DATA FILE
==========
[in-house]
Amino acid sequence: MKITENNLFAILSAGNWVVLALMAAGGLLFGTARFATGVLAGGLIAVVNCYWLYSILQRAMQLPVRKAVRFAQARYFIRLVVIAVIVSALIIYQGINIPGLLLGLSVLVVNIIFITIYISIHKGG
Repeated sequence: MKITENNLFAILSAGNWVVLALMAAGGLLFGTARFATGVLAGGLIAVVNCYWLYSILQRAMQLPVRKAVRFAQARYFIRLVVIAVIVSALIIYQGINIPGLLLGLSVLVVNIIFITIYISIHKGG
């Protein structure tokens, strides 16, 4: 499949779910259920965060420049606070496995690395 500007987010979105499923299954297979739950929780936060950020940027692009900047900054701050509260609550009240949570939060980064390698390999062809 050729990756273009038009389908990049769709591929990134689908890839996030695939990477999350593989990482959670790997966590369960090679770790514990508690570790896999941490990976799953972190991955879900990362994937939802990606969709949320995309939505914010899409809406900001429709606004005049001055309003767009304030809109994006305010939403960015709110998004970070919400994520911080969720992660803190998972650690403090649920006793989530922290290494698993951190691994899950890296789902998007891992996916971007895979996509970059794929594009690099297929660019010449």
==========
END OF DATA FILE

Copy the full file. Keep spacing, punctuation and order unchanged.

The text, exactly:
[in-house]
Amino acid sequence: MKITENNLFAILSAGNWVVLALMAAGGLLFGTARFATGVLAGGLIAVVNCYWLYSILQRAMQLPVRKAVRFAQARYFIRLVVIAVIVSALIIYQGINIPGLLLGLSVLVVNIIFITIYISIHKGG
Repeated sequence: MKITENNLFAILSAGNWVVLALMAAGGLLFGTARFATGVLAGGLIAVVNCYWLYSILQRAMQLPVRKAVRFAQARYFIRLVVIAVIVSALIIYQGINIPGLLLGLSVLVVNIIFITIYISIHKGG
């Protein structure tokens, strides 16, 4: 499949779910259920965060420049606070496995690395 500007987010979105499923299954297979739950929780936060950020940027692009900047900054701050509260609550009240949570939060980064390698390999062809 050729990756273009038009389908990049769709591929990134689908890839996030695939990477999350593989990482959670790997966590369960090679770790514990508690570790896999941490990976799953972190991955879900990362994937939802990606969709949320995309939505914010899409809406900001429709606004005049001055309003767009304030809109994006305010939403960015709110998004970070919400994520911080969720992660803190998972650690403090649920006793989530922290290494698993951190691994899950890296789902998007891992996916971007895979996509970059794929594009690099297929660019010449």